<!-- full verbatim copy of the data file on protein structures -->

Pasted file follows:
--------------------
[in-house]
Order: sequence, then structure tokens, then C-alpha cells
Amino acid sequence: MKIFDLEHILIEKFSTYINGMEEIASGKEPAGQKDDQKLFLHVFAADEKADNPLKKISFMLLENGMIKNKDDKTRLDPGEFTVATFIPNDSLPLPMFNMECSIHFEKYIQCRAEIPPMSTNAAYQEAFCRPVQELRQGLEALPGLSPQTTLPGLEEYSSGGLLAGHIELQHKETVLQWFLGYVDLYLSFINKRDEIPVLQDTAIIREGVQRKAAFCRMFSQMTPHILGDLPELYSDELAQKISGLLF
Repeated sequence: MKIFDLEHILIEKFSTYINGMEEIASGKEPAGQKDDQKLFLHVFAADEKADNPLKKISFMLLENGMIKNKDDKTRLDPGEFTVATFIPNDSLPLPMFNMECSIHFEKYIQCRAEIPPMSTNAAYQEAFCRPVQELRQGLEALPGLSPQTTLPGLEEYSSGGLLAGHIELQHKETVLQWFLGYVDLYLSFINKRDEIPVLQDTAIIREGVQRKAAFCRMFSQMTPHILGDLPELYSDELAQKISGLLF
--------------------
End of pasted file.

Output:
[in-house]
Order: sequence, then structure tokens, then C-alpha cells
Amino acid sequence: MKIFDLEHILIEKFSTYINGMEEIASGKEPAGQKDDQKLFLHVFAADEKADNPLKKISFMLLENGMIKNKDDKTRLDPGEFTVATFIPNDSLPLPMFNMECSIHFEKYIQCRAEIPPMSTNAAYQEAFCRPVQELRQGLEALPGLSPQTTLPGLEEYSSGGLLAGHIELQHKETVLQWFLGYVDLYLSFINKRDEIPVLQDTAIIREGVQRKAAFCRMFSQMTPHILGDLPELYSDELAQKISGLLF
Repeated sequence: MKIFDLEHILIEKFSTYINGMEEIASGKEPAGQKDDQKLFLHVFAADEKADNPLKKISFMLLENGMIKNKDDKTRLDPGEFTVATFIPNDSLPLPMFNMECSIHFEKYIQCRAEIPPMSTNAAYQEAFCRPVQELRQGLEALPGLSPQTTLPGLEEYSSGGLLAGHIELQHKETVLQWFLGYVDLYLSFINKRDEIPVLQDTAIIREGVQRKAAFCRMFSQMTPHILGDLPELYSDELAQKISGLLF